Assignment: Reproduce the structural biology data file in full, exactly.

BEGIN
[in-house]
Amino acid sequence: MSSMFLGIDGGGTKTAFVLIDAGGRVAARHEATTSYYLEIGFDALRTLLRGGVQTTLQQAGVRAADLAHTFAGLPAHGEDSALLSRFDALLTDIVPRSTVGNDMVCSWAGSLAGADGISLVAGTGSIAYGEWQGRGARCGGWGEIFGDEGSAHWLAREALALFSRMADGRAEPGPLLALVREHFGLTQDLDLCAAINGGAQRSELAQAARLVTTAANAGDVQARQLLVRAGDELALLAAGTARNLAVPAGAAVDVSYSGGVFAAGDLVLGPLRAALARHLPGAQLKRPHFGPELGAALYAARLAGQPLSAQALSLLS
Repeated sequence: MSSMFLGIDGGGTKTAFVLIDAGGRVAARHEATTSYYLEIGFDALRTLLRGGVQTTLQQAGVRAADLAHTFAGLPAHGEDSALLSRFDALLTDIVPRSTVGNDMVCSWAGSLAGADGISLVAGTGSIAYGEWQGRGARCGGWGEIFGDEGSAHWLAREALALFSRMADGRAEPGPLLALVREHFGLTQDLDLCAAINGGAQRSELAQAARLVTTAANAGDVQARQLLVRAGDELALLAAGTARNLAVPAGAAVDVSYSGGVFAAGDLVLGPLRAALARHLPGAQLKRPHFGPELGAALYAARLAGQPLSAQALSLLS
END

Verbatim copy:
[in-house]
Amino acid sequence: MSSMFLGIDGGGTKTAFVLIDAGGRVAARHEATTSYYLEIGFDALRTLLRGGVQTTLQQAGVRAADLAHTFAGLPAHGEDSALLSRFDALLTDIVPRSTVGNDMVCSWAGSLAGADGISLVAGTGSIAYGEWQGRGARCGGWGEIFGDEGSAHWLAREALALFSRMADGRAEPGPLLALVREHFGLTQDLDLCAAINGGAQRSELAQAARLVTTAANAGDVQARQLLVRAGDELALLAAGTARNLAVPAGAAVDVSYSGGVFAAGDLVLGPLRAALARHLPGAQLKRPHFGPELGAALYAARLAGQPLSAQALSLLS
Repeated sequence: MSSMFLGIDGGGTKTAFVLIDAGGRVAARHEATTSYYLEIGFDALRTLLRGGVQTTLQQAGVRAADLAHTFAGLPAHGEDSALLSRFDALLTDIVPRSTVGNDMVCSWAGSLAGADGISLVAGTGSIAYGEWQGRGARCGGWGEIFGDEGSAHWLAREALALFSRMADGRAEPGPLLALVREHFGLTQDLDLCAAINGGAQRSELAQAARLVTTAANAGDVQARQLLVRAGDELALLAAGTARNLAVPAGAAVDVSYSGGVFAAGDLVLGPLRAALARHLPGAQLKRPHFGPELGAALYAARLAGQPLSAQALSLLS